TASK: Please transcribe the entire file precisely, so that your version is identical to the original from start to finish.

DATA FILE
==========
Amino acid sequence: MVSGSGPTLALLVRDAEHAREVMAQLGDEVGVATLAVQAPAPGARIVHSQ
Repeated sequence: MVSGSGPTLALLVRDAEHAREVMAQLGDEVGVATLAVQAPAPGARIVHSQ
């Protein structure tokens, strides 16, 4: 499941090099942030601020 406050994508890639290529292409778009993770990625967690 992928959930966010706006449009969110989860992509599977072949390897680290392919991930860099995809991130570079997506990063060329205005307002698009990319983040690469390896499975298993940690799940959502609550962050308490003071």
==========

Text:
Amino acid sequence: MVSGSGPTLALLVRDAEHAREVMAQLGDEVGVATLAVQAPAPGARIVHSQ
Repeated sequence: MVSGSGPTLALLVRDAEHAREVMAQLGDEVGVATLAVQAPAPGARIVHSQ
């Protein structure tokens, strides 16, 4: 499941090099942030601020 406050994508890639290529292409778009993770990625967690 992928959930966010706006449009969110989860992509599977072949390897680290392919991930860099995809991130570079997506990063060329205005307002698009990319983040690469390896499975298993940690799940959502609550962050308490003071």